Come before me; I am a single knight who would fain prove thy prowess hand to hand, and make thee yield thy life a penalty for the wrong thou dost to the valiant Pentapolin Garamanta.
Who was he that did not know that knights-errant are independent of all jurisdictions, that their law is their sword, their charter their prowess, and their edicts their will?
It occurred to him that he had not been dubbed a knight, and that according to the law of chivalry he neither could nor ought to bear arms against any knight; and that even if he had been, still he ought, as a novice knight, to wear white armour, without a device upon the shield until by his prowess he had earned one.
Having done this, he directed one of the ladies to gird on his sword, which she did with great self-possession and gravity, and not a little was required to prevent a burst of laughter at each stage of the ceremony; but what they had already seen of the novice knight’s prowess kept their laughter within bounds.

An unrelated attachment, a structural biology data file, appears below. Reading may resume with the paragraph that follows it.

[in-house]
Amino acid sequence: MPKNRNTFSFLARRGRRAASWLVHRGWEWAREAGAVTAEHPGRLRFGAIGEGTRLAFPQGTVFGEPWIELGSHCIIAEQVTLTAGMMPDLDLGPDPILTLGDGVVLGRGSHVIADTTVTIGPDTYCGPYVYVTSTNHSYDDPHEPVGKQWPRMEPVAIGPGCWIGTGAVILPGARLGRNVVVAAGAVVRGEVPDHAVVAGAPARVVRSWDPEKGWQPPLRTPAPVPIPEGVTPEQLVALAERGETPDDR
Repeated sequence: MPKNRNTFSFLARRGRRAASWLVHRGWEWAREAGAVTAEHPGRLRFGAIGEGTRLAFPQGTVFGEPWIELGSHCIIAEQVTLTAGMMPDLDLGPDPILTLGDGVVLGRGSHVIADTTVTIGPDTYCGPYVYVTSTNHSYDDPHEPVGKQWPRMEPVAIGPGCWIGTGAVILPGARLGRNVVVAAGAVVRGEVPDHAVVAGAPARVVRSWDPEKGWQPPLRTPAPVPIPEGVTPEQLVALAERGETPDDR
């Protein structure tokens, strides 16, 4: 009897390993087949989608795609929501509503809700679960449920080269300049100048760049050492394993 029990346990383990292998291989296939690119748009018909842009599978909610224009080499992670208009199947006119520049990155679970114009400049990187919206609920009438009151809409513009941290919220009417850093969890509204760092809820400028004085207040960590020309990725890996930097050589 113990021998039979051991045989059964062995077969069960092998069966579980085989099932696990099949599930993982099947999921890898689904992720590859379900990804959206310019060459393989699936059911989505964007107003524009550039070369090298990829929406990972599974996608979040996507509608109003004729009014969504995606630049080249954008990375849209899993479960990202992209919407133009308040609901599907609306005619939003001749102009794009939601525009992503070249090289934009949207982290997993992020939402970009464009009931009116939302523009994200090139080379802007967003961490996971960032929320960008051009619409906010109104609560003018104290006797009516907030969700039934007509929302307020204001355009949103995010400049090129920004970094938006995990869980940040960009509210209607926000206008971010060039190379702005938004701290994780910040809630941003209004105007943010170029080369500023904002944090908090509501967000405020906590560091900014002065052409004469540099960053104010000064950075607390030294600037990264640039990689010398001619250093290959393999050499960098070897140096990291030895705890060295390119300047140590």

"You will do quite right," said Don Jeronimo; "and there are other jousts at Barcelona in which Senor Don Quixote may display his prowess."
For the truth of the matter is they were knights chosen by the kings of France, and called ’Peers’ because they were all equal in worth, rank and prowess (at least if they were not they ought to have been), and it was a kind of religious order like those of Santiago and Calatrava in the present day, in which it is assumed that those who take it are valiant knights of distinction and good birth; and just as we say now a Knight of St. John, or of Alcantara, they used to say then a Knight…
There are no more uses of "prowess" in the book.
Show samples from other sources
Their defensive prowess helped them win the Super Bowl.
They soon began to boast of their respective superiority to each other in strength and prowess.